Redefining vacations

By Ludmila Mitula 

Senior Staff Writer 

Vacations are not something I find enjoyable or relaxing. I find them to be a total nightmare.

I have heard many psychologists and doctors recommend taking a break from school or work for therapeutic purposes. I would like to believe them. These professionals believe that everyone needs vacation.

A vacation is a necessity, but because of social media, it can create peer pressure. Everywhere one goes, they have to post pictures on Facebook or Instagram.

To be honest, I have hated taking vacations since I was a child. I am pretty sure life without an extended period of time devoted to joy and rest would be easier.

I often feel like I need a vacation after my vacation. I get this feeling even after spending long sunny days on the white sandy beaches of Amelia Island or Cocoa Beach, Florida. But it is not the destination that determines the quality of a vacation – it goes much deeper.

Why? First, I have kids and I also attend school, so I have a long unpaid vacation when school is out. Three months without structure, homework or after-school activities sicken me the same as the latest flu virus. Every parent in the U.S. knows that summer break from school is the hardest time of the year. Kids are bored to death, act out and go crazy.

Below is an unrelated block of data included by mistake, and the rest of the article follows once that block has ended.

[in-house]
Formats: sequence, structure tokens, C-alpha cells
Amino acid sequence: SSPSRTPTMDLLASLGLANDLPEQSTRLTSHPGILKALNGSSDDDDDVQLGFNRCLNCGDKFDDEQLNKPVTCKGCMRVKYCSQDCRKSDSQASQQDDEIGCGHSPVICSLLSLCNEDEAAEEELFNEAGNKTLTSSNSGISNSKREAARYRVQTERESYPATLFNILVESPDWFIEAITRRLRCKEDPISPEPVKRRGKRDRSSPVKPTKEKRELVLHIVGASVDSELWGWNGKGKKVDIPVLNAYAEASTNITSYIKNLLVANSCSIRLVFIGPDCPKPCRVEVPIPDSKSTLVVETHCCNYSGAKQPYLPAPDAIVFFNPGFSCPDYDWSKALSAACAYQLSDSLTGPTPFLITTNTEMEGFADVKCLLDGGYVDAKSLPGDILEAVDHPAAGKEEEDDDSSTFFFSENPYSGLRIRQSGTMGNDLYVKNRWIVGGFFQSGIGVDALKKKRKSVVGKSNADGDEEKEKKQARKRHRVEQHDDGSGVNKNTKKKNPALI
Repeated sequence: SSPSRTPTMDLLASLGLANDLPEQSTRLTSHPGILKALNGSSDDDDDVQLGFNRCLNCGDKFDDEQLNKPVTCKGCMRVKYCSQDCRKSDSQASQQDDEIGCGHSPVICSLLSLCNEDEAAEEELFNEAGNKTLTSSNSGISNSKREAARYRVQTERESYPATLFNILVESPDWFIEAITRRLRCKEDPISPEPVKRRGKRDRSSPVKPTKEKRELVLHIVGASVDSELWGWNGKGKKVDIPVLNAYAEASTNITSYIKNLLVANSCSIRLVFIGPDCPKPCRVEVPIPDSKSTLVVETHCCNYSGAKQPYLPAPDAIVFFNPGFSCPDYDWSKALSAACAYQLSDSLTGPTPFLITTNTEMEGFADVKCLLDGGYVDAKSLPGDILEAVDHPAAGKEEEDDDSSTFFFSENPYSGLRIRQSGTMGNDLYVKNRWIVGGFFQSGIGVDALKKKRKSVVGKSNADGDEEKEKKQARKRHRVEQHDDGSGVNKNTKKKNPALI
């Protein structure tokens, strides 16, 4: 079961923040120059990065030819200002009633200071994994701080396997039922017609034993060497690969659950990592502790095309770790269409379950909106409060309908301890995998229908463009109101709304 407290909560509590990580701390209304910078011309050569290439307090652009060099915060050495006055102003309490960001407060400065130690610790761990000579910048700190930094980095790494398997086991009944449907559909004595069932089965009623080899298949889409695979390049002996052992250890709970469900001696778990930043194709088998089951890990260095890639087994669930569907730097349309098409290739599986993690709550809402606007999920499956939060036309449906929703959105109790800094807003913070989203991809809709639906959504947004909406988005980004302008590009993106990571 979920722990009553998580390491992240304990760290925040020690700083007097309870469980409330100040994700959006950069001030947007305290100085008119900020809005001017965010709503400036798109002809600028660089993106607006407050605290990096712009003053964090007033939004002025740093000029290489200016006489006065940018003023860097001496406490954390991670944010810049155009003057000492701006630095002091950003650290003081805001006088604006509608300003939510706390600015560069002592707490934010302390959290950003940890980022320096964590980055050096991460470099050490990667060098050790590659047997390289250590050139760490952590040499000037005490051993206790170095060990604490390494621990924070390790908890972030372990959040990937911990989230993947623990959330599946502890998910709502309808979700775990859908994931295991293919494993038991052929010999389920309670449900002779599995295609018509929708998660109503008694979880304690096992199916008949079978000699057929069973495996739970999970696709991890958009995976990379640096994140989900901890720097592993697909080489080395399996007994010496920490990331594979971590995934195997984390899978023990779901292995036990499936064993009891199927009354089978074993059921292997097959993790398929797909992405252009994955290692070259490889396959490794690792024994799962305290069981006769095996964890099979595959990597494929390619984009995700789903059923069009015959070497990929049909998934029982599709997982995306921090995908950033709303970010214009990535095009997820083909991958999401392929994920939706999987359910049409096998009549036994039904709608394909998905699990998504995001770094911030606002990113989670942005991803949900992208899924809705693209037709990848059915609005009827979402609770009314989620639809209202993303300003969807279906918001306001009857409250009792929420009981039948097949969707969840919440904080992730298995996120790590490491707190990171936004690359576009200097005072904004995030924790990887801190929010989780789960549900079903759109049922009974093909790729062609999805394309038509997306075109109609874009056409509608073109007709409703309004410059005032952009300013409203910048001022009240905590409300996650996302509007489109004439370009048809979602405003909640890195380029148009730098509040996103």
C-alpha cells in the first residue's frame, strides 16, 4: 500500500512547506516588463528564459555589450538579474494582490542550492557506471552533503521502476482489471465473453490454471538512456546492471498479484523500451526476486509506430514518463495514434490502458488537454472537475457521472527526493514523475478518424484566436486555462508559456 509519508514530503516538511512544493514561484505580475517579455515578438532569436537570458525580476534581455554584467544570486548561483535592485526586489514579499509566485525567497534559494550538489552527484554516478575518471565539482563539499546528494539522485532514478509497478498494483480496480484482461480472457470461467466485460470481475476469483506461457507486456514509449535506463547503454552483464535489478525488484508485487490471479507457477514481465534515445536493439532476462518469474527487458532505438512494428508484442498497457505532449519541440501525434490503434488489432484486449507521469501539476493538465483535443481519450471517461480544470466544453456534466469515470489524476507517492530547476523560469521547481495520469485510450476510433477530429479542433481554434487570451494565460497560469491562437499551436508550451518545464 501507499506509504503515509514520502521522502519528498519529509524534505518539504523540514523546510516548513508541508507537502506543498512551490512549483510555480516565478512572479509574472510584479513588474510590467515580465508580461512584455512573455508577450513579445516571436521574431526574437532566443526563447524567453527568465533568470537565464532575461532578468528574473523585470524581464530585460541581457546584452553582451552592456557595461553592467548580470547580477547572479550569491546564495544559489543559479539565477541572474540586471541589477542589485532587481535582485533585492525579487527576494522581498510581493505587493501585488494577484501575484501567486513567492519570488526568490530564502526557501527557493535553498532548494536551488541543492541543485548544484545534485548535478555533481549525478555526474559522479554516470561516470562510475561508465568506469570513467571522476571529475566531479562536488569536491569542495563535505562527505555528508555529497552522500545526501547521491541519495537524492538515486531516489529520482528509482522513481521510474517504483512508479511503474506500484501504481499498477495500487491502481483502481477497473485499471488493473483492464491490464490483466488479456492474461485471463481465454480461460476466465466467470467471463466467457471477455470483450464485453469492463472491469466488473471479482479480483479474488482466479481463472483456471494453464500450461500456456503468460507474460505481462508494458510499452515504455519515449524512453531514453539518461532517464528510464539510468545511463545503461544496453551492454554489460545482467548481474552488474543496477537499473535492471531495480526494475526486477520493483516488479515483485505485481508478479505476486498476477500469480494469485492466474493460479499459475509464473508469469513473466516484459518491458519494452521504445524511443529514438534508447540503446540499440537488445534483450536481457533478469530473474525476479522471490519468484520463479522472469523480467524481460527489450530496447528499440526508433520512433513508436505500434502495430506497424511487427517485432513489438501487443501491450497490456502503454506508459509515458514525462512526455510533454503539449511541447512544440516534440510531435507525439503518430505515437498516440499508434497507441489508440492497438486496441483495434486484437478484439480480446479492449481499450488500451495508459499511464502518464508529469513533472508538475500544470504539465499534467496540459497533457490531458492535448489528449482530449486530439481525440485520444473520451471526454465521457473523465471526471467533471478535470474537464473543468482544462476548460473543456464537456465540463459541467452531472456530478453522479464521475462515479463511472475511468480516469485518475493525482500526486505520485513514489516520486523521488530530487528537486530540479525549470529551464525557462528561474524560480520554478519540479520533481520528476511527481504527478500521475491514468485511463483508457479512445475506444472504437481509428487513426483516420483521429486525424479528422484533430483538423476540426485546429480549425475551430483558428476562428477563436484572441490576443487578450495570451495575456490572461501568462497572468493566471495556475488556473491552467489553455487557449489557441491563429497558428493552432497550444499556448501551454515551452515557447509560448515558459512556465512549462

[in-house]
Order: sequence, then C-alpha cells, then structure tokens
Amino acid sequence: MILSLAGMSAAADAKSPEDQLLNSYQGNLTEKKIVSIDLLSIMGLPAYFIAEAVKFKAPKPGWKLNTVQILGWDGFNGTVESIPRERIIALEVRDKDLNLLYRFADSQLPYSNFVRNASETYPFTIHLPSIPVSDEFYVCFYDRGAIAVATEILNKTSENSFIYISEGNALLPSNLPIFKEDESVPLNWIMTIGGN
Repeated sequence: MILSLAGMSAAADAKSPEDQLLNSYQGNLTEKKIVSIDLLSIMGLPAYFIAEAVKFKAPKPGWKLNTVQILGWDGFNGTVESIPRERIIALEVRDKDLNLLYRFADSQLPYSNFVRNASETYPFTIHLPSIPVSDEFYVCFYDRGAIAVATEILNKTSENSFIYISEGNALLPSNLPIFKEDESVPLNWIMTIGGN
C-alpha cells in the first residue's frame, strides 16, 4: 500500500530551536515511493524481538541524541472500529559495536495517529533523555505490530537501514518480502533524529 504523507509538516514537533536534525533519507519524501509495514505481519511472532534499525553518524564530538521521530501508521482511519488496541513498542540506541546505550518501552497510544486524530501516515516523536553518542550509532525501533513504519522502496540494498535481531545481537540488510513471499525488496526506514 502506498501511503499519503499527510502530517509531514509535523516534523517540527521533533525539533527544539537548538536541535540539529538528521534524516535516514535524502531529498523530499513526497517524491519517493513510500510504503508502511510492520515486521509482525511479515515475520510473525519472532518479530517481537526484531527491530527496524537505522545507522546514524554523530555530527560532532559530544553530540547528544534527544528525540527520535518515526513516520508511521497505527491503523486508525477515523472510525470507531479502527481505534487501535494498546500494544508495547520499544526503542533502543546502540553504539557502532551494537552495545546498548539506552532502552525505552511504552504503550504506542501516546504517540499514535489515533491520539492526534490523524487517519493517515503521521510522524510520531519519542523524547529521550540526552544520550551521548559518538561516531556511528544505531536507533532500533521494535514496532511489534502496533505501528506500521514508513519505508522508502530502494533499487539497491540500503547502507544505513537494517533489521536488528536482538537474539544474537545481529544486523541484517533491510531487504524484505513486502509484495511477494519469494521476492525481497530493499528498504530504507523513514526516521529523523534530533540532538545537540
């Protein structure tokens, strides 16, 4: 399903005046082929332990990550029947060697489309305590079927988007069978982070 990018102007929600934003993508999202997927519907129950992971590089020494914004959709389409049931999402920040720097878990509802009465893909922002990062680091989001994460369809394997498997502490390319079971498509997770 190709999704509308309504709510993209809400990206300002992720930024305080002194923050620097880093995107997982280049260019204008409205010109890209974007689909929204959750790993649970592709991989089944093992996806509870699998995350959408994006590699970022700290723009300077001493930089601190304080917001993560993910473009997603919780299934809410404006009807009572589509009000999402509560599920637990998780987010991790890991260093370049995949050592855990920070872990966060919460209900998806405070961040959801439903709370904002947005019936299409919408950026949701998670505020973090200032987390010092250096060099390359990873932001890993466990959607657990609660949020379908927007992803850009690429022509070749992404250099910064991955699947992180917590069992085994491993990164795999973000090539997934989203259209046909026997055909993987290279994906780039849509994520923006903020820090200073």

A luxurious vacation can break the bank. Vacationers frequently pay a fortune for a Mai Tai or blue martini on a sugar-white Pensacola beach. I just go with the flow because I am not supposed to worry about money during happy vacation time. And there’s the time-juggling conundrum when all I want to do is relax and drink at the bar, but the kids want to splash in the pool. Without a doubt, the best option would be a helpful grandma.

Even while staying at the fanciest resort for a few days, options are limited. Patrons have to eat what the resort offers, sleep in assigned quarters and do only what is offered in the promotion.

At home, everybody has his or her own space. Leaving the comforts of home brings an entirely new situation. Suddenly everyone is forced to be a team player, and everything counts as teamwork when they’re trying to survive within the confines of the all-inclusive resort. One never knows who is going to sit next to them on the beach, in the plane or in the bus.

More importantly, remember to bring back as many memories as possible. It is mandatory to visit the local gift shop and buy a few dozen useless, adorable souvenirs.

Don’t forget to take a few selfies and post them as soon as possible on Instagram – everybody has to see that you are having fun.

The pictures of the hotel on the Internet can be deceiving and always look better than reality. Rooms are smaller, the view from the window is never that spectacular, and the water in the pool is never warm enough. The phrase “free for all” is a lie resorts tell guests to keep them tranquil and in a good mood.

Add intensified motion sickness on a plane or car plus losing luggage somewhere in the galaxy, and vacation will seem tougher than calculus. And there is always the chance of contracting a cold or getting food poisoning.

I remember one summer years ago when I lost my wallet, along with my passport and other important papers. If I stayed at home, I would never encounter these potential problems.

But I still go on vacation. I don’t know exactly why. My best guess is I go because everybody else is going and because I’m curious and like to see new places. The best vacation for me is just relaxing on my sofa.